“To Kill a Mockingbird” has been removed from RCS curriculum


Photo courtesy of Creative Commons.

Mariam Hanna, Editor-in-Chief

This past January, the decision was made to remove “To Kill a Mockingbird” by Harper Lee from the Rochester Community Schools’ (RCS) curriculum. This change was made following major conversations of social justice in literature, both nationwide and locally, as well as movements to progress society towards racial equality.

Mrs. Ashley Painter, the district’s Secondary Curriculum Consultant for English Language Arts, was the one who this decision ultimately came down to. Using perspectives of teachers, students, parents, and experts, she came to the conclusion that this curriculum alteration was necessary.

“As we’ve been making a commitment our district has to being culturally responsive, looking at a text that uses the n-word and is written by a white author, and a text that also talks about the struggle from a white male hero perspective, we just thought we could find texts that were more inclusive and more culturally responsive to all of those things,” Mrs. Painter explained.

The district emphasizes that their ultimate goal is to make sure students, regardless of identity, see themselves valued and portrayed in the literature they read.

“There is a deliberate intention to make sure that all students can see themselves in the

literature, and to keep social justice at the forefront of  learning,” Mrs. Carrie Lawler, the Director of Secondary Education for RCS, said. “RCS has worked hard to make sure that all staff are culturally aware and responsive… I’m very proud of the equity and inclusion work being done throughout RCS. I’m delighted to see the English Language Arts department’s willingness to make decisions and updates based on what is right and relevant for all students.”

This was not the first time conversation of removing Lee’s novel from RCS curriculum has been had. Mr. Frank Gollon, a Rochester High School (RHS) English teacher, can speak to this:

“At first, I was surprised by the decision as I recalled a similar effort several years back that ended with Mockingbird remaining in the curriculum. I was torn as I greatly enjoy some of the activities that we would do with it. Upon research, reflection and discussion with my peers, I agree that there are better titles to use with this unit. A long-running complaint of our ELA titles has been that they are all works from dead white guys (or girl in this case). Our textbook includes writers and writings from around the world and our novels should reflect the same.”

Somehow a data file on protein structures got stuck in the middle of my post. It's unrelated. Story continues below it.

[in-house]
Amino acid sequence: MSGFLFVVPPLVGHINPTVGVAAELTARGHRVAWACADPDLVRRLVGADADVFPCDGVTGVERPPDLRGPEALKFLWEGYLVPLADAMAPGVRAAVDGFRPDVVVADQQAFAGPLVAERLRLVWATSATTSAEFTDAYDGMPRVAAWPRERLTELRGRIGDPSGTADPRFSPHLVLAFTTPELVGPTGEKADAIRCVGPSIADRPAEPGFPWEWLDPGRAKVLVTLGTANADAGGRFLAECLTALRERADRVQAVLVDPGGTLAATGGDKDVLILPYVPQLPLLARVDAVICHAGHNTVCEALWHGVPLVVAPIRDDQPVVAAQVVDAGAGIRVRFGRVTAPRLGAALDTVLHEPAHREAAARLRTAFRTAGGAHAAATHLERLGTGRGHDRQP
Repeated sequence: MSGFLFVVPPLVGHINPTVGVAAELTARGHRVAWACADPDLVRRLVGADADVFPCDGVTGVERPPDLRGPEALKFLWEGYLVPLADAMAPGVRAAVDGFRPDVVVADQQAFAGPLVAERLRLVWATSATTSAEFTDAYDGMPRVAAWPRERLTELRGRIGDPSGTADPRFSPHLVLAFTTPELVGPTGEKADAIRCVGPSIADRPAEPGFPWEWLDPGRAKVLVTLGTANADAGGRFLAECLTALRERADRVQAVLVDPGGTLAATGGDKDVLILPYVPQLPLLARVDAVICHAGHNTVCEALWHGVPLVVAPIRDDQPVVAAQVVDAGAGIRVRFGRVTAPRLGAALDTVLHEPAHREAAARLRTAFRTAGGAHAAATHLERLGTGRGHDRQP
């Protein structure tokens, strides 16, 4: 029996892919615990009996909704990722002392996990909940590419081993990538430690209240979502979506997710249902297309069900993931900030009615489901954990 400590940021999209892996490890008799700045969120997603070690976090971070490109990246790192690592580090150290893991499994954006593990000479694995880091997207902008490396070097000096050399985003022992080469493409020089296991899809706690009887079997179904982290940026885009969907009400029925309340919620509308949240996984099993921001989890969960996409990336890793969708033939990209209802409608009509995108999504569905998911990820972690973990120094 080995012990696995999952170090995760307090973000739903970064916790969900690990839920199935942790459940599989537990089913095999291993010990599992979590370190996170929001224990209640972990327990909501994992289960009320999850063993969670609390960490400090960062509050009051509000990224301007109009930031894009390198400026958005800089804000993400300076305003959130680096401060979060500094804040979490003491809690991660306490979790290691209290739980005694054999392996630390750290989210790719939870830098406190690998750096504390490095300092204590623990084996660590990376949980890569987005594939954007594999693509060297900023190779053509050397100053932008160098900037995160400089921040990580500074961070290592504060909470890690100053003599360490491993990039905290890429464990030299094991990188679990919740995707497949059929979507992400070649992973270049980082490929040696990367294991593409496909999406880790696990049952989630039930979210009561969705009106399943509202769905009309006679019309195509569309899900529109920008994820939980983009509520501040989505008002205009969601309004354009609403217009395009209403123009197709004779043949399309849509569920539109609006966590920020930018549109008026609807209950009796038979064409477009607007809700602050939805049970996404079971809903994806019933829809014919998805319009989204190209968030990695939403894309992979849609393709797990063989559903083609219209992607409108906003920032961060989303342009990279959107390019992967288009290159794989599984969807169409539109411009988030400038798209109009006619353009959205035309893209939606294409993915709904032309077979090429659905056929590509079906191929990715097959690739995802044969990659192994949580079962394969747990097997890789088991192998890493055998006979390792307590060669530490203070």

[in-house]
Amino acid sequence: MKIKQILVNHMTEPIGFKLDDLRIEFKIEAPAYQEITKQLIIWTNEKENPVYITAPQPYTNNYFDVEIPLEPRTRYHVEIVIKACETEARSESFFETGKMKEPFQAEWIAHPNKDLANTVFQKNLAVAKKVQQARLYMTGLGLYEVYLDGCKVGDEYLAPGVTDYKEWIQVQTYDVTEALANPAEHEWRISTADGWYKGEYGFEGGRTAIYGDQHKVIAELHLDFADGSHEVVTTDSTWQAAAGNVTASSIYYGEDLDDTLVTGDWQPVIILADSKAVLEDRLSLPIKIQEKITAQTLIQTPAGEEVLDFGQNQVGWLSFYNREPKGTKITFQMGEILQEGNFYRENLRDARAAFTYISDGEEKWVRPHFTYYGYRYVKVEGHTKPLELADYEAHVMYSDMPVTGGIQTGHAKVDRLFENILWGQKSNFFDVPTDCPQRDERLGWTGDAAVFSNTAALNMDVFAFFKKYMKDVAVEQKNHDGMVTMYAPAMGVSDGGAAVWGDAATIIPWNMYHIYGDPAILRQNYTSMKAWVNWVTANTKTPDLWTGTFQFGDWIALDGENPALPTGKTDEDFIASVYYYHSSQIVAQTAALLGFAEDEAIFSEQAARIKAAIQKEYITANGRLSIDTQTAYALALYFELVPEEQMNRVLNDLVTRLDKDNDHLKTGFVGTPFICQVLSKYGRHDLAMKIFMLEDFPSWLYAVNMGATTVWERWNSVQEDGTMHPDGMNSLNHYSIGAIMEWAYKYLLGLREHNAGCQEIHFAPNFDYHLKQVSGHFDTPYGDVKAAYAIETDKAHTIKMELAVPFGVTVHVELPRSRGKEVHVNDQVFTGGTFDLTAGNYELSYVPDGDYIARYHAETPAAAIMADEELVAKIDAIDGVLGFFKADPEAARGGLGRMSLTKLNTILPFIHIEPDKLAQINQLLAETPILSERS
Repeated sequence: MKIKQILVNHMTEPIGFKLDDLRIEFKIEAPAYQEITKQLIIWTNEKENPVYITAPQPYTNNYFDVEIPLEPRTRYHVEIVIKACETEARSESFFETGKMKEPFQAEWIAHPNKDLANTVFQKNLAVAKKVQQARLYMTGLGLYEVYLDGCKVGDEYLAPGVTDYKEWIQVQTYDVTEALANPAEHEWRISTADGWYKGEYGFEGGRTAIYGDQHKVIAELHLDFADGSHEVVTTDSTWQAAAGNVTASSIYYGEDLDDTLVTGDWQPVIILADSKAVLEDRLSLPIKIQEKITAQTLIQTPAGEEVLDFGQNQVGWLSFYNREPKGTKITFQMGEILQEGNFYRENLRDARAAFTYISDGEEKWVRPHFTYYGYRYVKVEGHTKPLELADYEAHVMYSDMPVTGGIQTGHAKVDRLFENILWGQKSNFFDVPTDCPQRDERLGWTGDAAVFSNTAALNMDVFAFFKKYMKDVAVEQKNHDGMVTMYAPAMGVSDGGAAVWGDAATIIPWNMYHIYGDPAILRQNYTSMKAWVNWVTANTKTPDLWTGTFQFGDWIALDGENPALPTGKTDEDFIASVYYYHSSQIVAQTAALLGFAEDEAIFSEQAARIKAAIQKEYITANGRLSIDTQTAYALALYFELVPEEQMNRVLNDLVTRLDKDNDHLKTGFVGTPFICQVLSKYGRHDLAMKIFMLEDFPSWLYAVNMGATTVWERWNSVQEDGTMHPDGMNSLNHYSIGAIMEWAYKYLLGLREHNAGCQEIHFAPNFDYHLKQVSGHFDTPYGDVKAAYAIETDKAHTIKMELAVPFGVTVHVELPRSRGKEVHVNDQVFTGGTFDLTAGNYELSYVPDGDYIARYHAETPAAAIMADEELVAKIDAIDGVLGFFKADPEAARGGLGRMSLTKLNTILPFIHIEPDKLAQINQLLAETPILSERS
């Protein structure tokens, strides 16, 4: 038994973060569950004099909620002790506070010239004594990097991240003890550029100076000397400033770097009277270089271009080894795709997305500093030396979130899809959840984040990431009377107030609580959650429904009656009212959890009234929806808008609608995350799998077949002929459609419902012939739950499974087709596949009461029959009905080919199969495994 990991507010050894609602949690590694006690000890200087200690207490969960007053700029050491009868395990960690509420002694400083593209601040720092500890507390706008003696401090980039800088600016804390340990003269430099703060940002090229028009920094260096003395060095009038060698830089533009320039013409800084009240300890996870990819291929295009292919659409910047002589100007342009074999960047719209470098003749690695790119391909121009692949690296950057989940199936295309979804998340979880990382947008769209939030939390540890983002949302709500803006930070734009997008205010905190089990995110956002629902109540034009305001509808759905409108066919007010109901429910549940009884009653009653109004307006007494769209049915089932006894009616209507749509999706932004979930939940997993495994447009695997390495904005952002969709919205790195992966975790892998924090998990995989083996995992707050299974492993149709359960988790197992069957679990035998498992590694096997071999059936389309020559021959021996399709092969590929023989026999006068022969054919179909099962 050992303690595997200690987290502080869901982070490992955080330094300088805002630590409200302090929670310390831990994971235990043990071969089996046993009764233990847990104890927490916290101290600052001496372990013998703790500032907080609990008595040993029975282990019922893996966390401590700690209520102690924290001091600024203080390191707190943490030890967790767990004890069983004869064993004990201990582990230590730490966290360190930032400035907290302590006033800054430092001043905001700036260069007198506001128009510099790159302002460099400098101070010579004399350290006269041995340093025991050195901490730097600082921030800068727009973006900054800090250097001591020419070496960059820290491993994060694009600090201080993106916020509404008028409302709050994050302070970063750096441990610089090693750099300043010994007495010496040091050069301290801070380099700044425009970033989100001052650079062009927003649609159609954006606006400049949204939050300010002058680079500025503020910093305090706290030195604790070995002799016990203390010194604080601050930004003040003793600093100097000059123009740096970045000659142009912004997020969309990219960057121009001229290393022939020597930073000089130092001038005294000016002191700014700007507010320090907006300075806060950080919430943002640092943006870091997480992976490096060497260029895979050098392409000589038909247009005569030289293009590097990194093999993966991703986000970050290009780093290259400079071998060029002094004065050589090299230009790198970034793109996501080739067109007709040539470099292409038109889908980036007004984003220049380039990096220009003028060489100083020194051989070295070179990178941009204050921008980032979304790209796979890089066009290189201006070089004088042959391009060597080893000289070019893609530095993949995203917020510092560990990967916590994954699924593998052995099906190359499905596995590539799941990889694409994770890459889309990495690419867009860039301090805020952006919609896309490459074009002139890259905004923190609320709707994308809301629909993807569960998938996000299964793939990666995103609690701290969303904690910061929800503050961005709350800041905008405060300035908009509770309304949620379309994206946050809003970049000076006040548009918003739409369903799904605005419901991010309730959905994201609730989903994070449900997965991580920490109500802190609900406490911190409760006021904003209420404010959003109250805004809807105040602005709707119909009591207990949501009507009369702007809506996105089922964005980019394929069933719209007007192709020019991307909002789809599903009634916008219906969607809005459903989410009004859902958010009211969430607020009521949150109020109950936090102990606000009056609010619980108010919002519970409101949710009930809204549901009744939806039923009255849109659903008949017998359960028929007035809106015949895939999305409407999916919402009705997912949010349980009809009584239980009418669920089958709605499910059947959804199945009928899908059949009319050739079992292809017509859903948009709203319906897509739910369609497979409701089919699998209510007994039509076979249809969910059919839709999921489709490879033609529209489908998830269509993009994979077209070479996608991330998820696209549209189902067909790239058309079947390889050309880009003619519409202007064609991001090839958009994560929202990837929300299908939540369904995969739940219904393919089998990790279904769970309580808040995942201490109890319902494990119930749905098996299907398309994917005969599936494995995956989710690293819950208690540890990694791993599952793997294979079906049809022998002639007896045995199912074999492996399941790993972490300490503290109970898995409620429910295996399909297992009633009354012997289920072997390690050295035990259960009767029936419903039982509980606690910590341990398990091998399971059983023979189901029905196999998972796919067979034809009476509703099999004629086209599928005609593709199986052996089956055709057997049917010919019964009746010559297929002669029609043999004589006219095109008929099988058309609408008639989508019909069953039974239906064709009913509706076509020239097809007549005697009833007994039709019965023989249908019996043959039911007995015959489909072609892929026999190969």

Now that “To Kill a Mockingbird” has been removed, a replacement novel to begin reading in ninth grade English classes beginning next year has to be chosen. There has been talk about enstating a Literature Circle like Mr. Gollon discussed and some discussion about a student panel as well.

“If you’ve ever heard this expression, windows, mirrors, and sliding glass doors: the idea that we want our students to see people and experiences that look like theirs that are different from theirs and that offer maybe a little bit of both,” Mrs. Painter explained when discussing the novel(s) that will be replacing “To Kill a Mockingbird.” “We are a really large district and so we don’t get to purchase novels as often as we like… A lot of our books have been in our curriculum for years and years and years, and this is a direction we’re hoping that we can make some more investment in the future.”

The question became how would current grade nine english teachers go about the unit this year. The official removal of this title will not go fully into effect until the 2021-2022 school year, so it was up to each educator to decide how they wanted to proceed for now.

“I struggled with this question, as did many of my colleagues,” Mr. Gollon shared. “I will be trying a Literature Circle approach that will allow my class to select one of several options to read. ‘Mockingbird’ will be one of the options.”

The movement to move in a direction that is more culturally responsive at the high school level is one that has been seriously discussed. Partially relying on the perspectives of experts and partially on those of people of color have been crucial.

“We have a group of teachers that is doing a book study, and that book we’re reading is called ‘Letting Go of Literary Whiteness,’” Mrs. Painter said. “That book specifically addresses “To Kill a Mockingbird” within the high school curriculum. We’ve been listening to that group and kind of learning as we’ve done some further reading and investigating of the book. It’s a book that we have had students and parents tell us about the difficulties that they had in reading and some of the ways they have just had issues with it.”

Mrs. Lawler, along with the English consultants and teachers, are always looking for new novels to add to RCS curriculum.While analyzing these books, they ask questions about how women and minorities are represented, if the text diminishes a certain group, and how social justice is themed in the novel to ensure the chosen text does not convey prejudice.

Mr. Gollon ended by explaining the role literature plays in society:

“As Atticus teaches us in ‘Mockingbird’, you don’t really understand someone until you consider things from his/her point of view. Racism is one of the negative aspects of our world… The only way we rise as human beings is when we can rise together as one. So long as some are marginalized or discriminated against based on any factor, we prevent everyone from being able to live peaceful, productive lives. Through literature, we can learn to consider the perspectives of others and in so doing, apply these experiences to our own lives.”